To be clear, I’m not suggesting that we fundamentally change who we are and what we do. Our mission and goal of providing opportunities for genuine community integration for those we serve should remain first and foremost. In hockey, the ultimate objective is to put the puck in the opponent’s net. That doesn’t change. What does change, and what makes playing a sport like hockey such a joy, is the path that the puck takes to get into the net. That is where the creativity, skill, and anticipation come in.

Likewise, our stated goals for the individuals we serve won’t change. However, the way we get there can, and must, change if we are to take advantage of this opportunity to breakout. Let’s do it now before we are required to play defense again.

Then again, what do I know?

Friday, March 11, 2011

Good News Friday!

If you’d like to learn a little more about the people Imagine! serves and the contributions the are bringing to their communities, here are a couple of good opportunities:

Last week, the Discovery Science Channel featured Alonzo Clemons (who receives support services from Imagine!, that’s him in the picture to the right) on the show "Ingenious Minds." Alonzo is a gifted sculptor, and in the episode he meets with Mayo Clinic neurologists to see how brain damage can improve brain function for one skill. If you weren’t able to catch the show, you can take a look at Alonzo’s segment by clicking here.

And this coming Monday, March 14, from 10-11 AM, participants in Imagine!’s CORE/Labor Source “On The Air” radio class will be appearing live on the “Colorado & Company” TV show (KUSA Channel 9 in Denver). It should be great! If you can’t get to a TV, you can still watch the live stream by clicking here.

The “On The Air” class is a great example of Imagine!’s mission in action. Students produce a wide variety of radio segments with their own unique perspective, providing a great way to demonstrate what people with developmental disabilities can offer to their communities if given a chance. The students create the radio pieces from start to finish – they brainstorm ideas, agree as a group what they’d like to do a story on, go out in the community to do the interviews, write, record, and edit the pieces.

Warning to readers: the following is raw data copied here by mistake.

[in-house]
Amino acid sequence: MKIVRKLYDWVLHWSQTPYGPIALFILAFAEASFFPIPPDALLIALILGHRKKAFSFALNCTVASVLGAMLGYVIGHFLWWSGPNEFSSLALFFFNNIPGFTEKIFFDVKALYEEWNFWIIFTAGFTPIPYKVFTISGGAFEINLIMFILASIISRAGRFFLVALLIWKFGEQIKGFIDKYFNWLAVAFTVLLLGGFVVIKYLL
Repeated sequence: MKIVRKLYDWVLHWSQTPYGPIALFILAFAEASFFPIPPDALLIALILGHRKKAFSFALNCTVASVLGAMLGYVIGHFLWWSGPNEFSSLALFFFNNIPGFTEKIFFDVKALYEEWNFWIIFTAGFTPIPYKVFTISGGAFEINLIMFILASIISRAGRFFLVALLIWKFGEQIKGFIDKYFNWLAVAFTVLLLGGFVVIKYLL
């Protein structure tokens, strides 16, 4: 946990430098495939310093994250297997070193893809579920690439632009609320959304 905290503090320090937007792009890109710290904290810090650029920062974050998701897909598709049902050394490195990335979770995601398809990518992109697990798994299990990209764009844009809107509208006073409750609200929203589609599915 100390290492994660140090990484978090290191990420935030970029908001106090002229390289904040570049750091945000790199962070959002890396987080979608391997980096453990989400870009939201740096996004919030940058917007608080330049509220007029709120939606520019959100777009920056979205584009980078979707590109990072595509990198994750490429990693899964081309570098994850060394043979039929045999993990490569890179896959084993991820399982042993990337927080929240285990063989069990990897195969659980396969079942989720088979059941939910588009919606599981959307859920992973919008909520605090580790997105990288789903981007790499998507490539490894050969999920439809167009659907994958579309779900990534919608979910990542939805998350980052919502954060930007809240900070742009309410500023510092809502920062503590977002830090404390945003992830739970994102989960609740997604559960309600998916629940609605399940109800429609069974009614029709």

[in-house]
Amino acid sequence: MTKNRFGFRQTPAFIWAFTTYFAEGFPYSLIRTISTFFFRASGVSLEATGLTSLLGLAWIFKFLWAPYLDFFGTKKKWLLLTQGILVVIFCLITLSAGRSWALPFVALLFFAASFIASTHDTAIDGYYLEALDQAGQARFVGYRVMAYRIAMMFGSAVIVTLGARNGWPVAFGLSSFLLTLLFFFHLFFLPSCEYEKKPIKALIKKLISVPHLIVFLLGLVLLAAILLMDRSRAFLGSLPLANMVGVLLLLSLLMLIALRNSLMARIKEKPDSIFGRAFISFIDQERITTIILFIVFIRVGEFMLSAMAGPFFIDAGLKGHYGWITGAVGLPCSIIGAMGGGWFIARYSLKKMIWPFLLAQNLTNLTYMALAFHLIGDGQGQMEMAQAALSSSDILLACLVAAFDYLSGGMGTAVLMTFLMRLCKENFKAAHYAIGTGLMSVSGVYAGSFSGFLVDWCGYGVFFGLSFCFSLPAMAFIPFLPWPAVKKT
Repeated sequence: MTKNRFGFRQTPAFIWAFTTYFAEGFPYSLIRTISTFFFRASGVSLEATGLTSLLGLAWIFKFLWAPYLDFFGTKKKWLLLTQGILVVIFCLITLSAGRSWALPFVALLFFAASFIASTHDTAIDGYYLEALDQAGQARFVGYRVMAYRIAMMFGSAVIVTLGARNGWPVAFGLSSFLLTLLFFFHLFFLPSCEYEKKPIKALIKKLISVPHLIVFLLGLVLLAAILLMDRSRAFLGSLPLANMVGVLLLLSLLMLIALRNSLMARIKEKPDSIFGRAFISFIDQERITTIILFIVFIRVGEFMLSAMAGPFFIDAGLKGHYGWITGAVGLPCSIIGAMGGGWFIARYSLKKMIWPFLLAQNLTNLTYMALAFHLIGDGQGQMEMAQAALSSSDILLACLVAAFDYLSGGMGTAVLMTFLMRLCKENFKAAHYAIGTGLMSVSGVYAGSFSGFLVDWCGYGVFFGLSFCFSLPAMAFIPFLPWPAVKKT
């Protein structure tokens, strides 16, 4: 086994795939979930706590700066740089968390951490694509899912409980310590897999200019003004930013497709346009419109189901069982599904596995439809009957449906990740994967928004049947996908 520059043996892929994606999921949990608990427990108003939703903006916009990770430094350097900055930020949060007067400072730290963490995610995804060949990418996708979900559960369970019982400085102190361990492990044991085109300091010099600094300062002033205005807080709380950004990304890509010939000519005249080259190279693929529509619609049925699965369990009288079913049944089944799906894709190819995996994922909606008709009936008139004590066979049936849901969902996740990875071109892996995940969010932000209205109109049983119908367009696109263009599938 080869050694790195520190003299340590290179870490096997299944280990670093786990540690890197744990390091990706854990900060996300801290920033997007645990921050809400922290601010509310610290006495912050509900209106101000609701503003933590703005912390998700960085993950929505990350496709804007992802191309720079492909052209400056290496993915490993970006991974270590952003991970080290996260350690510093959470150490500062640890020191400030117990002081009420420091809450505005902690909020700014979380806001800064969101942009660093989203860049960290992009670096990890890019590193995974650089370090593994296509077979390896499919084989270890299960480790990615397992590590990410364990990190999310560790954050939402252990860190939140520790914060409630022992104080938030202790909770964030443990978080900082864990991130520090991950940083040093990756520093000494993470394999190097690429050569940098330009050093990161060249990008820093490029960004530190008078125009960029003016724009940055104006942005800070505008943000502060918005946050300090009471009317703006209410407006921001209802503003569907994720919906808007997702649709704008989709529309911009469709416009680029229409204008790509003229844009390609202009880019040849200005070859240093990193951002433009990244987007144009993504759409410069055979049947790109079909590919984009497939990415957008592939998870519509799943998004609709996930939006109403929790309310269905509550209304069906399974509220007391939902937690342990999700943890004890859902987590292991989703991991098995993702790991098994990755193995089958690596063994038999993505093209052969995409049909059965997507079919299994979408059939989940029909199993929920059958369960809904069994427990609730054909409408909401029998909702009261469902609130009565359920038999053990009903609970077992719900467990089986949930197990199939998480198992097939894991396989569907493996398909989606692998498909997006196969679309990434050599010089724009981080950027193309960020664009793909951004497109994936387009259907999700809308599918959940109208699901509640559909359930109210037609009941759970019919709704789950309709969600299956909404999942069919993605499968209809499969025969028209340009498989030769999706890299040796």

The students give the finished product to KGNU radio in Boulder, which airs them. They have done stories recently about Frozen Dead Guy days in Nederland, touring an ice cream factory in Boulder, a movie about a band made up of people with developmental disabilities, an art show featuring pieces by artists who also receive services from Imagine!, Colorado Pit Bull Rescue, and Imagine!’s SmartHomes.

If you haven’t heard any of the radio pieces, take a listen by clicking on one of the links below. And be sure to catch them on TV on Monday!

Tuesday, March 8, 2011

Kobayashi Maru In Colorado

Are you familiar with the Kobayashi Maru?

According to my good friend, Dr. Wik E. Pedia, the Kobayashi Maru is a test in the fictional universe of Star Trek. It is a Starfleet training exercise designed to test the character of cadets in the command track at Starfleet Academy. The test's name is occasionally used among Star Trek fans or those familiar with the series to describe a no-win scenario.

James T. Kirk took the test three times while at Starfleet Academy. Prior to his third attempt, Kirk surreptitiously reprogrammed the simulator so that it was possible to beat the test. Here’s how that looked in the 2009 movie:

So why I am sharing this with you, other than to expose my inner nerd?

Because I believe that right here in Colorado we are facing a Kobayashi Maru in the way we fund and provide services for individuals with one or more developmental disabilities.

Over the past six years, with the transition from a quasi-managed care system to a fee-for-service system, the DD world in Colorado has become mired in an unsustainable mechanism of paying for and delivering services, which has resulted in fewer services being delivered at a lower level of quality.